JACKSONVILLE, Fla. – New data from 33 states shows public school enrollment has dropped by half a million students in 2020. It’s a 2% difference compared to 2019.
The decline could eventually have dire consequences for already stressed school budgets that are based on headcounts.
If enrollment doesn’t return to projected levels, the resulting loss of funding would be “crippling” to public education, leading to layoffs and program cuts, and also harmful to the states’ economies as school districts are among the largest employers in thousands of counties across the country.
Even more alarming, educators say, is that some of the students who left may not be in school at all.
Right now, updated enrollment numbers are not available in Florida. The state’s public education enrollment numbers were collected in October and are expected to be released in early January.
Regardless, an updated emergency order from the Florida Department of Education makes it so Florida schools will not suffer a decrease in funding due to enrollment. Florida schools will get funding based on a projected number of students made in July, rather than the actual.
The same is not so for Georgia’s public education funding and data shows enrollment in the peach state is down roughly 2 percent (1.93%)
One major example of what this will cost education: The Atlanta Public School District already estimated it could receive roughly $4 million dollars less next year in state funding, based on lower enrollment counts.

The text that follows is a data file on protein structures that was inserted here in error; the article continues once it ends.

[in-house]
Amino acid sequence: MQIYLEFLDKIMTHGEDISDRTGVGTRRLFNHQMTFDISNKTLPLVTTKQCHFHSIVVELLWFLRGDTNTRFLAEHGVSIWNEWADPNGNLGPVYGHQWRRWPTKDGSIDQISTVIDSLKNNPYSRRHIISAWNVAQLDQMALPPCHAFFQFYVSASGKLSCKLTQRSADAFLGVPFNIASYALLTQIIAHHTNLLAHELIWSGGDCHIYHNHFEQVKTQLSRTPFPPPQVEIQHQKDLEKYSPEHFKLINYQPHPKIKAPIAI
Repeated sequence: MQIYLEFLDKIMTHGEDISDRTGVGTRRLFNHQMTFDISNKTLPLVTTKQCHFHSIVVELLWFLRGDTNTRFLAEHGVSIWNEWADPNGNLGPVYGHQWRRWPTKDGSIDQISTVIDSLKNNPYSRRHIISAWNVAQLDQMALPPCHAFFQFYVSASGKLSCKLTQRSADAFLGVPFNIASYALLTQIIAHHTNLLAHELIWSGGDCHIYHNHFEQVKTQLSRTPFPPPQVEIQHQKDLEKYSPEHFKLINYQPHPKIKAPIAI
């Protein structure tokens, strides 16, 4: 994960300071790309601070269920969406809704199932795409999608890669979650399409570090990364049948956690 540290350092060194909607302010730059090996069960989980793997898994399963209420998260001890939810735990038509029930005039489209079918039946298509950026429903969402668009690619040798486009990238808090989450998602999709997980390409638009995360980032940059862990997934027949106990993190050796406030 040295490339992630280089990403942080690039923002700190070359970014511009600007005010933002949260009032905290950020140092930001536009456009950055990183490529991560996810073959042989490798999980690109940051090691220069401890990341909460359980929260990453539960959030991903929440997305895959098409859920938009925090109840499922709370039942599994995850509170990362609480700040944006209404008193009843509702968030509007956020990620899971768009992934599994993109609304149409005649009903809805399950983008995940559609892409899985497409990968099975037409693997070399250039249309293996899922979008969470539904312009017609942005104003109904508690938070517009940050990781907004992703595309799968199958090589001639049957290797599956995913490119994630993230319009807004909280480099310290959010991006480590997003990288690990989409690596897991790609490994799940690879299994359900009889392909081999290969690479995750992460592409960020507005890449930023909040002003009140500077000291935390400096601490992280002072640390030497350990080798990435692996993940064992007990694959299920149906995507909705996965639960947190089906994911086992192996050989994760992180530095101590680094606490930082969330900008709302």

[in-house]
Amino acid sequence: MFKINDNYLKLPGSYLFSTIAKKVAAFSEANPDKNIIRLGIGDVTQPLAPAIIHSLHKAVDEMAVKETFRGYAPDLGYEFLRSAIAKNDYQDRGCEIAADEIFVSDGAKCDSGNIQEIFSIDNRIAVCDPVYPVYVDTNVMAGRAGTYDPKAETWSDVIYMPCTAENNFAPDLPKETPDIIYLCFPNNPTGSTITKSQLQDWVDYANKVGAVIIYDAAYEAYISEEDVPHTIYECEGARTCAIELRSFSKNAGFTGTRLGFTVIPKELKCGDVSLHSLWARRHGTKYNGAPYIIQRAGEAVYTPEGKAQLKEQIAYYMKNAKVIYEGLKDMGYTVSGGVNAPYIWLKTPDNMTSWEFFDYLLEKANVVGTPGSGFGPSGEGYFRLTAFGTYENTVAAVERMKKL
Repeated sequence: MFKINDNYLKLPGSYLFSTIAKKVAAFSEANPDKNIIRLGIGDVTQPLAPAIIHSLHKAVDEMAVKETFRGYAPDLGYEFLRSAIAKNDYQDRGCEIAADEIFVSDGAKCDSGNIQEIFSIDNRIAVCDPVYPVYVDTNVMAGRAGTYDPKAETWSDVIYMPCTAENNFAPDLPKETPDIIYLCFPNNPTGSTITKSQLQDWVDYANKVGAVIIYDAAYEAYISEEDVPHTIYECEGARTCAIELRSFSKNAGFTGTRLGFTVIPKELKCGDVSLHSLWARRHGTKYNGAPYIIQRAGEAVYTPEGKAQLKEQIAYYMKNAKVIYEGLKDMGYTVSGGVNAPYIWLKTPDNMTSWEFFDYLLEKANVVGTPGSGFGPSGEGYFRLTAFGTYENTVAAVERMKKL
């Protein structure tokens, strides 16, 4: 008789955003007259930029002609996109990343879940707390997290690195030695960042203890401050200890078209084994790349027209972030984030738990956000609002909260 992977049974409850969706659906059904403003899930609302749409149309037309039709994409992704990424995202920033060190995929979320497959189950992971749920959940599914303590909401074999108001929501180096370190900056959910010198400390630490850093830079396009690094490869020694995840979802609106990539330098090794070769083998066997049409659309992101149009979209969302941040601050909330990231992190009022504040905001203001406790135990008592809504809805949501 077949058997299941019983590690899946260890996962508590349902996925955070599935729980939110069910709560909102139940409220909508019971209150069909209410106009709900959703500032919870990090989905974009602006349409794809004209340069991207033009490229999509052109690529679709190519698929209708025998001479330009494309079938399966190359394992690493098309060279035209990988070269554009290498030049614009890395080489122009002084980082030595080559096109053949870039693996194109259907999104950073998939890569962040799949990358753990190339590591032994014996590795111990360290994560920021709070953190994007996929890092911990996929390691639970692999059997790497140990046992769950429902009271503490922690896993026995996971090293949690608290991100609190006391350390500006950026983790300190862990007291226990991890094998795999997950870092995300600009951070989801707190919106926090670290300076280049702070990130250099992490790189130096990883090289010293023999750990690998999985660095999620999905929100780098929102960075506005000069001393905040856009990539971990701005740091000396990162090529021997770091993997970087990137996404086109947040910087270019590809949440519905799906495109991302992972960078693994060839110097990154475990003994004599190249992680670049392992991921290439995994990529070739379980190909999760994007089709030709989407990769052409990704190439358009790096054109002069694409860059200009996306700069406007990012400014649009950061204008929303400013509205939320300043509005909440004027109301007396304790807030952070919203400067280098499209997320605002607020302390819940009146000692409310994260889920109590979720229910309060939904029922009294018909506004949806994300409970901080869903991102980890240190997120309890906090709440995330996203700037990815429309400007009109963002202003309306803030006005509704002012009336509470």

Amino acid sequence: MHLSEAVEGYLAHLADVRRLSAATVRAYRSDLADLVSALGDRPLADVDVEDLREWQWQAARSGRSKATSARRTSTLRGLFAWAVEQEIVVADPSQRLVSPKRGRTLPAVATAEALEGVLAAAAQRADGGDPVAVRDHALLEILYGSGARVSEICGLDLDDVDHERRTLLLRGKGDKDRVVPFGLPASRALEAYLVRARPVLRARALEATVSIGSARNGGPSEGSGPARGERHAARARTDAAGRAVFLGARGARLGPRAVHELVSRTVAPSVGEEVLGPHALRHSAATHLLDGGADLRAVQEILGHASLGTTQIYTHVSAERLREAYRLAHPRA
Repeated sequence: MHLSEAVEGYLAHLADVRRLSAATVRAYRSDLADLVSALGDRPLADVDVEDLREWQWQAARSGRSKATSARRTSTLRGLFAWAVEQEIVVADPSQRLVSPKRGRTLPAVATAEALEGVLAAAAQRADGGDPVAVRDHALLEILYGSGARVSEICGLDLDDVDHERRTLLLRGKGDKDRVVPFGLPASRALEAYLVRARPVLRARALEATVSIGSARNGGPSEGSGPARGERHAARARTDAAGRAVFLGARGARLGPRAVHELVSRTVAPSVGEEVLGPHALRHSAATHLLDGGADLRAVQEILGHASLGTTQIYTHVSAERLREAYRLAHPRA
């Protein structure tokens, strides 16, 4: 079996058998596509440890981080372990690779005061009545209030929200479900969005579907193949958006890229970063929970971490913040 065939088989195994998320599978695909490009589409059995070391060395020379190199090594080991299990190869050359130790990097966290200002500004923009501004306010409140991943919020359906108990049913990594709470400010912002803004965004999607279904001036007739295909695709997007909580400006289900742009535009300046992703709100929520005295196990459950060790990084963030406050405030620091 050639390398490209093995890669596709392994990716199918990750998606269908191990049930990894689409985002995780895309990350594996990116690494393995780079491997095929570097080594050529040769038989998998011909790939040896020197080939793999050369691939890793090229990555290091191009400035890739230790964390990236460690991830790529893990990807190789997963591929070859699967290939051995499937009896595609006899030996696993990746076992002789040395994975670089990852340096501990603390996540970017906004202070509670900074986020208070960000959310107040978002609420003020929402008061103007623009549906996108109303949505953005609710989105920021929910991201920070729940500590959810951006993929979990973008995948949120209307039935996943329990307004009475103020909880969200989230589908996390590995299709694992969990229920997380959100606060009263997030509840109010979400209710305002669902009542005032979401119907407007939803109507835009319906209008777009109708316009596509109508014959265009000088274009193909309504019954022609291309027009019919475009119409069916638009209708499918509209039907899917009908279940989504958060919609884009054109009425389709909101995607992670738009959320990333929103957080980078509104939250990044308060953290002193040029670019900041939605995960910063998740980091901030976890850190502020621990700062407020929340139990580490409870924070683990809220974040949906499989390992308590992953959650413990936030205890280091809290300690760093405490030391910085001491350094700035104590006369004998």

The states with the biggest declines are Alabama and New Hampshire. This is a significant shift considering that enrollment overall in those states has typically gone up by about half a percent in recent years.
A Chalkbeat/AP analysis shows that a drop in kindergarten enrollment accounts for 30% of the total reduction across the 33 states, making it one of the biggest drivers of the nationwide decline.
Kindergarten is not required in over half of states, and many parents have chosen to skip it. There are several other factors making it hard to calculate the actual enrollment number.
The Associated Press found states haven’t been able to track down students who left or didn’t return from summer break. Some students may be getting home-schooled, but their state doesn’t require families to register them as such. Some may have moved across state lines and haven’t transferred their records. Others may have stopped attending school because they are experiencing homelessness, lack a stable internet connection, are working to support their families, or are caring for siblings and were dropped from their district’s rolls.
State superintendents and education advocates are now saying there needs to be more done by school districts, state officials, and social service agencies to find the missing students.